As a commercial driver, and and ex volunteer firefighter,(in a a somewhat rural area, not a large city), I can say that all emergency service lights have gotten to the point where they are so bright, especially at nite, in the rain and other inclement weather, you can’t see anything ahead. U cannot see fire trucks, or police cars, or ambulances. OR the personel. All u see is 4 million led strobe lights flashing away at 6 billion candle power, and 10 sets of super bright white headlights flipping away on the wig wags. I don’t see any reason why there can’t be a ‘parked’ setting that dims down the brightness by 1/3, or even better 1/2. Shut the headlight wig wags off. I can understand the see and be seen theory, but passing traffic, through a emergency scene needs to be able to see where theyre going as well. I have been through scenes where I can’t even tell traffic is being diverted. I was parked for almost 10 minutes once until a police officer came up and asked why I was holding up traffic. The firefighter directing traffic was positioned in the front corner of the fire truck and without vehicles ahead of me to follow, I just thought the road was closed. Could not see even a glimpse of him. The policeman could not see him either, and had him reposition further back where he could be seen.

  3. I have always felt that lighting needs to be purposeful. That is to say it should indicate what it’s intent is. In response mode that is pretty easy, get out of the way ! When blocking a lane it is very different. The lighting must say here I am, I am an emergency vehicle and you must slow, stop, go around or whatever. I agree with the high, slow flashing idea. Couple that with an arrow board and you have purposeful lights. Add some cones and better yet a police officer directing traffic and wow, a much safer work area. Dazzling high output lights, in my opinion, are attention grabbers but once drivers recognize what they are approaching, they need direction they can see and understand. That is what makes a scene safer. Blinding barrages of emergency light flashiness? Not so much.

  4. I agree that high and slow may be a good alternative, and that too many drivers are not driving appropriately. It would be good for all if there was more enforcement and stiffer penalties for distracted, impaired and reckless/careless driving.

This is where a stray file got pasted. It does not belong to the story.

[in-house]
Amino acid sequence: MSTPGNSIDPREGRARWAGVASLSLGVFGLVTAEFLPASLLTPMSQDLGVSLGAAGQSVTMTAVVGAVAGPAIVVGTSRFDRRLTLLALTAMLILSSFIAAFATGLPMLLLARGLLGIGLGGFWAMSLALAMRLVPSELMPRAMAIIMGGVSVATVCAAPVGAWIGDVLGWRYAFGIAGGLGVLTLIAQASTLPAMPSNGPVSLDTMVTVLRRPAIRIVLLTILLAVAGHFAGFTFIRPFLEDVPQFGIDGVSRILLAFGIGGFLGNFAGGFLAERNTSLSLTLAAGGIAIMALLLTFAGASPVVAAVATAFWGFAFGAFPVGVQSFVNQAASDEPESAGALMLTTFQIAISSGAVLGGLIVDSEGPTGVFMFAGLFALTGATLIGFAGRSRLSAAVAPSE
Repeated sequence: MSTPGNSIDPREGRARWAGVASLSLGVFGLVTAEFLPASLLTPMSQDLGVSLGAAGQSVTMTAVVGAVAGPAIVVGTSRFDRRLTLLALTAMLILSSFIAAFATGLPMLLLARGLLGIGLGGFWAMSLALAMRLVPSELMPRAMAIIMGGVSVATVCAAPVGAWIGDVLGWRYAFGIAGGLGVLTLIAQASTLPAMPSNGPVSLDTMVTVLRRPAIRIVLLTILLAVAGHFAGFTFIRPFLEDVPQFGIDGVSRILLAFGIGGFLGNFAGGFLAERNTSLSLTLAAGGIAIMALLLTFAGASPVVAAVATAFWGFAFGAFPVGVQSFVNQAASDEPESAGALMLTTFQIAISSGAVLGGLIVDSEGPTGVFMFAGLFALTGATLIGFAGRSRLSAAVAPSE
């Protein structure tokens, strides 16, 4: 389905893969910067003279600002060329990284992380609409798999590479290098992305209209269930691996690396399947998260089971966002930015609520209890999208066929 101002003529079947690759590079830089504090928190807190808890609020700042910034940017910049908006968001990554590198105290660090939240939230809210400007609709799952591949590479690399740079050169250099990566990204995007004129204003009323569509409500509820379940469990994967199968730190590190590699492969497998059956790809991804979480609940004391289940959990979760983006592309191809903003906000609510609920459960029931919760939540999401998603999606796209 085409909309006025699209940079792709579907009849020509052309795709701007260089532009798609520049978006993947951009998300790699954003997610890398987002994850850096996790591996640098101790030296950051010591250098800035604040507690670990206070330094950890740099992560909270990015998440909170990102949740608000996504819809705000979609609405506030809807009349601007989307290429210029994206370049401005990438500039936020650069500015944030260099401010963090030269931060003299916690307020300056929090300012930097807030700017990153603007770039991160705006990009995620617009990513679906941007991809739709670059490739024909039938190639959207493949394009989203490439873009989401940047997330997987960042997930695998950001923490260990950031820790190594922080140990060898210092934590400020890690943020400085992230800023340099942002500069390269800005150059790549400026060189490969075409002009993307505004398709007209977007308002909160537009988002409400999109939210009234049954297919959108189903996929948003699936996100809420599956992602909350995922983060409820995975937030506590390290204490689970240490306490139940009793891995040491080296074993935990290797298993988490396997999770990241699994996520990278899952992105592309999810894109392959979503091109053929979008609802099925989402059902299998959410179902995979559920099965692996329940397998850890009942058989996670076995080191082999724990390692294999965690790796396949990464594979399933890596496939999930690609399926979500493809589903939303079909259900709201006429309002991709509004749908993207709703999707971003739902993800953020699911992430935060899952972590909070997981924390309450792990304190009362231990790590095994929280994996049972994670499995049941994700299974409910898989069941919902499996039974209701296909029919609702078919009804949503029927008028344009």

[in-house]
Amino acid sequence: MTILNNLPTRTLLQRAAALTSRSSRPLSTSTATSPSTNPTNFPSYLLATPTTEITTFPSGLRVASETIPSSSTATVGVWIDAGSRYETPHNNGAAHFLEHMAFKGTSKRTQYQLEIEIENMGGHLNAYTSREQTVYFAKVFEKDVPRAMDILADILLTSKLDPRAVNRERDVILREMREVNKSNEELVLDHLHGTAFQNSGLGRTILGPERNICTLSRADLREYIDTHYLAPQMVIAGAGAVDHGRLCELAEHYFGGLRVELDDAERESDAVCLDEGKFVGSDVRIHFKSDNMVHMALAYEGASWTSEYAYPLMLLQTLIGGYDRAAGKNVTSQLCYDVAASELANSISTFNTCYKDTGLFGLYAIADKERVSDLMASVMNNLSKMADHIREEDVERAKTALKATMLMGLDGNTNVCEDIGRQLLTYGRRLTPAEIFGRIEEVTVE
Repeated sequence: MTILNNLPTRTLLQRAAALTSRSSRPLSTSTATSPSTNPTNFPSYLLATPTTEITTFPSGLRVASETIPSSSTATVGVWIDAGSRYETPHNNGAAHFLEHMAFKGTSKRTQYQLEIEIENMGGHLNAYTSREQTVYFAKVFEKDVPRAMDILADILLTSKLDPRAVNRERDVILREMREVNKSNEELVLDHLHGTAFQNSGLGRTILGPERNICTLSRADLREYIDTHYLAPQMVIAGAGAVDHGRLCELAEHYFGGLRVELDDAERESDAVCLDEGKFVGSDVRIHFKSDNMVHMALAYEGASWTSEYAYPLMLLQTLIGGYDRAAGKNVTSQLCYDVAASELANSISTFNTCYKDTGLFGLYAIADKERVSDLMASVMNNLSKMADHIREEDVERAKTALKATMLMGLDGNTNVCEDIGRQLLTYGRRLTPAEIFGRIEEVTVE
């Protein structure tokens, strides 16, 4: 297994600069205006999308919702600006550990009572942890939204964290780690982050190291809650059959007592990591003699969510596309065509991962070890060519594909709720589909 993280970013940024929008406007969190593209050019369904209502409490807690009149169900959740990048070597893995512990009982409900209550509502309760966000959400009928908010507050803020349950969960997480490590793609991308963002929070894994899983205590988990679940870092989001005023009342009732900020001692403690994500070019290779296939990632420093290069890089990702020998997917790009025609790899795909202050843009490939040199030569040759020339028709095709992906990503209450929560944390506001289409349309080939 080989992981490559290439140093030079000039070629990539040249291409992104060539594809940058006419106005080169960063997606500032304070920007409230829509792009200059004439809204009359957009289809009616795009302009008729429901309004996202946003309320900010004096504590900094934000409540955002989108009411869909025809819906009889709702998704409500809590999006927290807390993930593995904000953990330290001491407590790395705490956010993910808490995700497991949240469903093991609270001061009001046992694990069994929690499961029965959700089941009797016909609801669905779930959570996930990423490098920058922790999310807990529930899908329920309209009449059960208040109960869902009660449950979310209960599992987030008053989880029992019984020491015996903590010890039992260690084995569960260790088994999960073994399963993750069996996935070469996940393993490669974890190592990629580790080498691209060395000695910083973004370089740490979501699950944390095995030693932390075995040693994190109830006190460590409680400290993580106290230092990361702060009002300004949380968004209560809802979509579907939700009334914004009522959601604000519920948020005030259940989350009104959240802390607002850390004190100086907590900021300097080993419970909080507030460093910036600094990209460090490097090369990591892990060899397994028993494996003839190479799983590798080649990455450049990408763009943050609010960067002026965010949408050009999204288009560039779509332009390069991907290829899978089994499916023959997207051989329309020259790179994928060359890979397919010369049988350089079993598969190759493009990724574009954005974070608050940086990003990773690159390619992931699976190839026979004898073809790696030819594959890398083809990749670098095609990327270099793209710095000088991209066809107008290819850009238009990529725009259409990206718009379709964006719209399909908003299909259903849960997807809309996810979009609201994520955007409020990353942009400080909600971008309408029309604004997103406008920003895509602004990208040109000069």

One thing I noticed recently was a newer school bus with LED lighting that had a very fast flash rate, much like we see on emergency vehicle light bars.

  5. We have used amber lighting in both upper C & D quadrants for over 20 years with no apparent ill effects. First they were all halogen & now all LEDs. I must agree, the issue is not in the Fire Service rather with the motoring public who are too distracted, too impaired or just too what-ever. No document be it NFPA, OSHA or State Regulation will force the driving public to be better drivers. Please let’s not have some “knee-jerk” reaction that may or may not have any impact.

  6. Mr. Adams, you might find an article titled “Situational Based Emergency Lighting Systems Aid Officer Safety On The Road” (in the most recent issue of Law Enforcement Technology) not only interesting but highly relevant to your preference for “research in the form of data and testing.”

    The article is as quick a read as yours, and is available on-line at:
    https://www.officer.com/on-the-street/vehicles-equipment/lightbars-lights/article/21056182/situational-based-emergency-lighting-systems-aid-officer-safety-on-the-road

  7. too many and too bright – I was a State Trooper and in 1970s we had ONE beacon ray on the roof and we never got hit parked in the middle of the road or on the side. The more lights they added the more cars got hit. Then we put amber lights on the rear of the light bar and shut down the rotating lights when parked – No cars ever got hit doing that. The ones who left everything on got hit? So they added more lights – people drive where they look and when you set up a carnival the will drive into it….